through money? The answer to that question came later, in
the evening keynote speech, and we will get to that in due
The first panel discussion, on the topic of "NED to Nasdaq",
was moderated by Mohammad Asghar Aboobaker, a venture capitalist
and a member of the steering committee of the NED Alumni Association
of Silicon Valley. The panel was comprised of Raghib Hussain,
CTO, Cavium Networks; Rashad Ali, CEO, FiiVeo Inc.; Ammar
Hanafi, General Partner, Alloy Ventures; Idris Kothari, Cofounder,
Vertical Systems; Rehan Jalil, CEO, Wichorus; and Amir-Ul-Islam,
CEO, Jersey Precast. The panelists shared with the audience
their experiences of entrepreneurship and building up companies
The panel discussion was followed by a lunch break.
Two groups of NEDians at the Convention. In picture
above, Dr Shamsul Haq, Pro-Vice Chancellor of the University,
is seen second from left
On the convention’s
resumption Rashid Ali Baig lead the panel on "NED: History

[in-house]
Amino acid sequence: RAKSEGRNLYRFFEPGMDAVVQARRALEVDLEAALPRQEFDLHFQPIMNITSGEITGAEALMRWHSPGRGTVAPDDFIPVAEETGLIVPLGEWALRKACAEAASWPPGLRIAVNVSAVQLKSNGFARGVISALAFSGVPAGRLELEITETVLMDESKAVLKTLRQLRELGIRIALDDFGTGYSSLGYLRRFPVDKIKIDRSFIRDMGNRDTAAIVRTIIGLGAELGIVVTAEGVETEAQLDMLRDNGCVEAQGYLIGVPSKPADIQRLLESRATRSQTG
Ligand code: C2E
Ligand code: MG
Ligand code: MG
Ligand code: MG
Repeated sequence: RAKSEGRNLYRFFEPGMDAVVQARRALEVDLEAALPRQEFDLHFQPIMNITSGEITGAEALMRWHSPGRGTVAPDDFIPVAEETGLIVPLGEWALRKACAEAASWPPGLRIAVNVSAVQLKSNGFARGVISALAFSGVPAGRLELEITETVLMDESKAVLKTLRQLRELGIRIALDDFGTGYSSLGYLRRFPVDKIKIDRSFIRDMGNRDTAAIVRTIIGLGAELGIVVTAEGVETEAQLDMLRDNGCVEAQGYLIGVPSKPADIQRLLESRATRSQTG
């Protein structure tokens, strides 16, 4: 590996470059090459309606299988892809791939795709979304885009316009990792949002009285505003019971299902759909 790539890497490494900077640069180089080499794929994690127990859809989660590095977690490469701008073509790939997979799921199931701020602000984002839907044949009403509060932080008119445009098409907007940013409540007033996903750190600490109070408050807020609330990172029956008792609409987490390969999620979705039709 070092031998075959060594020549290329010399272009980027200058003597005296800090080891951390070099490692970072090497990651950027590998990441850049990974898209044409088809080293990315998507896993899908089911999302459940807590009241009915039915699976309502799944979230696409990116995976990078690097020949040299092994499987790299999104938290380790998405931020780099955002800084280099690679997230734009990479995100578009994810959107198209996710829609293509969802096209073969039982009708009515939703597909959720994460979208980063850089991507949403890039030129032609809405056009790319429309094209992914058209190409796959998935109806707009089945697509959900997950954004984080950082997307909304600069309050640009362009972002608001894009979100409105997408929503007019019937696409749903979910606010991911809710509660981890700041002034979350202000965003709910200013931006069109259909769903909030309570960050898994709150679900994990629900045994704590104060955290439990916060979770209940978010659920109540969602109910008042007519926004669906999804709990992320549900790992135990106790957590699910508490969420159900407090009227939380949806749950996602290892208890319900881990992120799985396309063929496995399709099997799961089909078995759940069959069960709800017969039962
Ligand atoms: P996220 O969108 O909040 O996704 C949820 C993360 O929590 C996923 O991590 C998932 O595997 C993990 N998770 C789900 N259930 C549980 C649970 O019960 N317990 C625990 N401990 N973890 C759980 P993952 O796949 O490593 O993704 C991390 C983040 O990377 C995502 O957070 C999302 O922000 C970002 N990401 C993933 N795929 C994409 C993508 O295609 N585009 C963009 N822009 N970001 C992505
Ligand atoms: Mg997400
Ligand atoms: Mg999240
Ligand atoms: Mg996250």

and Heritage." Baig, a popular student leader of his
time, was NED Student Union's president when this scribe joined
the university. The ‘History and Heritage’ panel
comprised of Sharif Ahmed, Executive Board Member, NED Alumni
of Canada; Abul-Islam, CEO AI Engineering; Ali Ahmed Minai,
Associate Professor, University of Cincinnati; Nadeem Hussain,
past president NED Student Union; Akbar Yunus Ansari, past
president NED Student Union; and Moin Ahmed, founder of NED
Alumni Association of America.
Since a number of panelists were students of NED in the 80s
the discussion was mainly focused on student politics of those
days and how NED, and in general universities in Pakistan,
became hotbeds of political activity and were later banned
by Zia Ul Haq.
The next panel discussion was titled "Beyond Engineering."
The discussion was moderated by Safwan Shah, a popular student
leader and an extraordinary athlete and orator of his time.
The panelists included writer, blogger, activist Sabahat Ashraf
(ifaqeer); Arif Mansuri, President and Managing Editor Pakistan
Link; Arif Gafur, a social and political activist; Nabiha
Mauiyyedi, ex-President of International Organization of Pakistani
Women Engineers (IOPWE), and the only woman speaker of the
convention; Rashid Yousuf, a Certified Public Accountant;
and Nadeem Moghal, an IT consultant.
The panelists talked about their beyond-engineering experiences
and how in Pakistan parents only wish their children to become